UKspace, the trade association that represents the United Kingdom’s space industry, and has issued a manifesto calling for more support for the sector.
It is reproduced below.
UKspace 2020 Manifesto
What the sector needs to compete in the new space race
The 1969 moon landing came after John F. Kennedy boldly set out to overtake the Soviet Union in the space race. In 2019, there is an entirely different contest occurring as rival nations set their sights on the rapidly growing global spacetech market.
DIDCOT, England (UKspace PR) – Space industry pioneer and entrepreneur, Will Whitehorn, today takes over from Andy Green as President of UKspace, the trade association which represents the UK space industry.
Will, who was formerly President of Virgin Galactic, played a central role in the development and concept of commercial spaceflight, and now holds several non-executive roles at companies including the Royal Air Force, Good Energy PLC, Stagecoach Group PLC, AAC Clyde Space and Scottish Event Campus Ltd. He is also a Fellow of the Royal Aeronautical Society. He was also awarded the 2010 Geoffrey Pardoe RAeS Space Award for services to the space industry.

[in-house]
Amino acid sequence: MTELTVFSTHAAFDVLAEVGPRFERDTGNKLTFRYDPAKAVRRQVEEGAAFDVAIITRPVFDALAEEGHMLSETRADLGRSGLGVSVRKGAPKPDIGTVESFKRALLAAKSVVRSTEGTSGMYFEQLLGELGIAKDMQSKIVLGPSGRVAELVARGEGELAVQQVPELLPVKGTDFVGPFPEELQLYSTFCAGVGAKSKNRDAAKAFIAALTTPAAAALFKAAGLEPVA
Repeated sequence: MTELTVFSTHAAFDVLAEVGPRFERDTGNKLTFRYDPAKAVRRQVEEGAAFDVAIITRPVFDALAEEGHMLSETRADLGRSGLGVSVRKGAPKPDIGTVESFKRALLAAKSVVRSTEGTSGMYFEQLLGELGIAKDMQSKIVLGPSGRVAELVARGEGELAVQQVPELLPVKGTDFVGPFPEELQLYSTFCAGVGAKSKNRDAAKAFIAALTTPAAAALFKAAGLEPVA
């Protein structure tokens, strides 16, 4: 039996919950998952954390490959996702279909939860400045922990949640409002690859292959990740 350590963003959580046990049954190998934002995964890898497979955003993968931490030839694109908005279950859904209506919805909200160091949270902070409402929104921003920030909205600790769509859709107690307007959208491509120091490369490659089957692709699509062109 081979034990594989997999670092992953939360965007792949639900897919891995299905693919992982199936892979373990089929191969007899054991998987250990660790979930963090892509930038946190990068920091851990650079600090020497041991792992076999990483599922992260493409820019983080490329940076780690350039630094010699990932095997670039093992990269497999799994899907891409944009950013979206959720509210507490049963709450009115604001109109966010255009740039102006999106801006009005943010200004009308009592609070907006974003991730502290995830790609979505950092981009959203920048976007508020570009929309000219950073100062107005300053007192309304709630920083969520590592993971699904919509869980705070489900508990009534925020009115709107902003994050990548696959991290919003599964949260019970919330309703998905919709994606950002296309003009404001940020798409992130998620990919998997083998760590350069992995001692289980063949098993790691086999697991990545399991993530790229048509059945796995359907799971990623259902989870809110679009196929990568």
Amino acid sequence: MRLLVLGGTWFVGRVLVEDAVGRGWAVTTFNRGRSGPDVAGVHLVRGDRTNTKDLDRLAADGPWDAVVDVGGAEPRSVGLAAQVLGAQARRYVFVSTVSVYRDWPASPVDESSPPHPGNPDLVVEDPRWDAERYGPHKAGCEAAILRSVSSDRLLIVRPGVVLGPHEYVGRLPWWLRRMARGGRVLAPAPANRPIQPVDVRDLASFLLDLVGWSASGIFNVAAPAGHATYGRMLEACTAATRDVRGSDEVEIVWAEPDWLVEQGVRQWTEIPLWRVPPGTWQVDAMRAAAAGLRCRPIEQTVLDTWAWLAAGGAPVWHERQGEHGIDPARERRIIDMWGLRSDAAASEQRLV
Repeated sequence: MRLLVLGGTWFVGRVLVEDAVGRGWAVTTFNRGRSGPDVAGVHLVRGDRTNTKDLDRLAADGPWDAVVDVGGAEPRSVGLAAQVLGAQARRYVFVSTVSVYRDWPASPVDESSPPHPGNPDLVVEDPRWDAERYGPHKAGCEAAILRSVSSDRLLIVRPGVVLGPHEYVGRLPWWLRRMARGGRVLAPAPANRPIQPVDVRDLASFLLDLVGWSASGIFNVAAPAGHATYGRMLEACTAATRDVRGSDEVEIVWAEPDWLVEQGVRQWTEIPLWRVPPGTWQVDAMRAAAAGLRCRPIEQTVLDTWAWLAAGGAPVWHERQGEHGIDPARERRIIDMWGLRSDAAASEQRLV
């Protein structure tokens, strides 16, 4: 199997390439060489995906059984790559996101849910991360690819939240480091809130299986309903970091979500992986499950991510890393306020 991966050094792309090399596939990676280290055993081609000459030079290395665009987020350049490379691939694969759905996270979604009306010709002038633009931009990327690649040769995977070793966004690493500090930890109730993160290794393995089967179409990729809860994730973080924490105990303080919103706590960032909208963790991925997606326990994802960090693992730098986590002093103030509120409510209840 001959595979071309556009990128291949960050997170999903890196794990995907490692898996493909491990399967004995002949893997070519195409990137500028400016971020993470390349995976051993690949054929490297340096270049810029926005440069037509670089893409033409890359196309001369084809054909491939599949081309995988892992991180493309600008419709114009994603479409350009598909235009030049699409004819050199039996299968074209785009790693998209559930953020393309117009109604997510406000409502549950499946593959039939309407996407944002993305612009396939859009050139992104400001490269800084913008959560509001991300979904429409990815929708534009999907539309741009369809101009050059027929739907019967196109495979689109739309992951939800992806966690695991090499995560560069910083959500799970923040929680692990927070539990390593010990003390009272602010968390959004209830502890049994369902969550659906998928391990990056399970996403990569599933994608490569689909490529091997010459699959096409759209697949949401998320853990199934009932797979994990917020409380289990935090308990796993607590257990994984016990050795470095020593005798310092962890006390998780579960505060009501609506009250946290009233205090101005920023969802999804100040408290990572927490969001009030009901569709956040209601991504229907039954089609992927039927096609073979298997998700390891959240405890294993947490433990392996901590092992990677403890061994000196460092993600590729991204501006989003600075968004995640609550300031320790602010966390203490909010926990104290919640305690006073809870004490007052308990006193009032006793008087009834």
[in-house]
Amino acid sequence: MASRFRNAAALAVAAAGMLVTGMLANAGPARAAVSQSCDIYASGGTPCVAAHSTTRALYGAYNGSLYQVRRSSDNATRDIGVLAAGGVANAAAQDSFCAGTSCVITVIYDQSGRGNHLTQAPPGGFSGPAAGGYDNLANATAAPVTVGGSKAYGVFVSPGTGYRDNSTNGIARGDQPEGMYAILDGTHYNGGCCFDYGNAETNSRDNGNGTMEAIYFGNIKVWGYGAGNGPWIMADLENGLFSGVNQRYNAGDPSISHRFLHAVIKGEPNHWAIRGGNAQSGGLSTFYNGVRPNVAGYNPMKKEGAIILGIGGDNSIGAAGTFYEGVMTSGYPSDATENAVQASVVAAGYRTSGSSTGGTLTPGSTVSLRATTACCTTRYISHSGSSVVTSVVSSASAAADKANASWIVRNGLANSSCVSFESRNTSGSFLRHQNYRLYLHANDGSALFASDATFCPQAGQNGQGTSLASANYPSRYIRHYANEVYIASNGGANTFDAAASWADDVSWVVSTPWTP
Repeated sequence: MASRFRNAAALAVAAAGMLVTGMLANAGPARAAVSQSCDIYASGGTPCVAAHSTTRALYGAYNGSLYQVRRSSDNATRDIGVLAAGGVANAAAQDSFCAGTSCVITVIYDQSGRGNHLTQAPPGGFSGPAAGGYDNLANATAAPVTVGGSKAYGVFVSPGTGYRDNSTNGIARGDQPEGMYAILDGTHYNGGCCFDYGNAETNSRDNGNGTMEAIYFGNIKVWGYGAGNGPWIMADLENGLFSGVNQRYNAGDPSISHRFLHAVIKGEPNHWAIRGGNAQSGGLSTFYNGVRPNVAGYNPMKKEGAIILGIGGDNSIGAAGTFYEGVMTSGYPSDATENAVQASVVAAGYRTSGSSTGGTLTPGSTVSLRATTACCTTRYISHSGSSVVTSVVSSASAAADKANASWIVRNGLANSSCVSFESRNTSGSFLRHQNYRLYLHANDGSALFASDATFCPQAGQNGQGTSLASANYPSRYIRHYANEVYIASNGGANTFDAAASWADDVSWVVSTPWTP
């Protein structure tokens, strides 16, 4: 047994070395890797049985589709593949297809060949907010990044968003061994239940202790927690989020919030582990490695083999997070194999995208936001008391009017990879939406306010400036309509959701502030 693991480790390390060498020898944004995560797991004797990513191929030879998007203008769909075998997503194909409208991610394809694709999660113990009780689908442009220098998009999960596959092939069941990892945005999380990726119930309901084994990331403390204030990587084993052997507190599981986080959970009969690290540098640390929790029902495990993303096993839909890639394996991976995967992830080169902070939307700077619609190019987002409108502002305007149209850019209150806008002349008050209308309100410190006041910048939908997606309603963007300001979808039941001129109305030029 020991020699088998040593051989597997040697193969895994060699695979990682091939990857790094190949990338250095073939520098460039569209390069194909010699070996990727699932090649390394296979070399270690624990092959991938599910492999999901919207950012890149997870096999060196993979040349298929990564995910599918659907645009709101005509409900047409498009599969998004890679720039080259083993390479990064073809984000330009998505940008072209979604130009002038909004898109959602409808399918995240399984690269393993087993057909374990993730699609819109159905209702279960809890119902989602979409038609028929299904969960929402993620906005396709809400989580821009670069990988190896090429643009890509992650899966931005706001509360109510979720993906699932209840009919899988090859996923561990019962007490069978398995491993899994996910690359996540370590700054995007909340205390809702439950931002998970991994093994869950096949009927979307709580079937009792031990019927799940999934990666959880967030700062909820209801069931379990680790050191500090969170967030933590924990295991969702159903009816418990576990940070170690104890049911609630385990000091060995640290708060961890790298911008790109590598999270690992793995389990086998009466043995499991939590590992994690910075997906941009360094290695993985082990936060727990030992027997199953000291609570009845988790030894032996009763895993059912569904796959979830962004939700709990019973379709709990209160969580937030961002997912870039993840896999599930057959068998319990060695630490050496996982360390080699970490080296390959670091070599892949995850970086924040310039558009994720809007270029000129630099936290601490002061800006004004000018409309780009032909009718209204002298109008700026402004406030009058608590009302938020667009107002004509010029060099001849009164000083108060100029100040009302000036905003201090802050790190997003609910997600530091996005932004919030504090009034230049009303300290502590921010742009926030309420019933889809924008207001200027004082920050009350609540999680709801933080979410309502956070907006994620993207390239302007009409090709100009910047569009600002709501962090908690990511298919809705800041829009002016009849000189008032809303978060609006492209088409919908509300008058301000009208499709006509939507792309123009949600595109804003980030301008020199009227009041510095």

With the United Kingdom (UK) now negotiating its withdrawal from the European Union (EU), the government has published a plan for how the two governments can continue to work together across a broad range of areas after Brexit.
While the UK can remain a full member of the European Space Agency without being a member of the EU, a number of disruptions could occur across the space and aerospace sector. Continued British participation in the EU’s Galileo satellite navigation system and the Copernicus Earth observation program are key areas of concern.
Below are excerpts from the report covering possible cooperation in space and in the harmonization of standards in aerospace manufacturing. (Emphasis mine)
The Future Relationship Between the United Kingdom and the European Union
Presented to Parliament by the Prime Minister by Command of Her Majesty July 2018
91. The UK and the EU are both reliant on access to space technologies for national resilience and military capabilities, and to reduce vulnerability to threats such as hacking and severe space weather.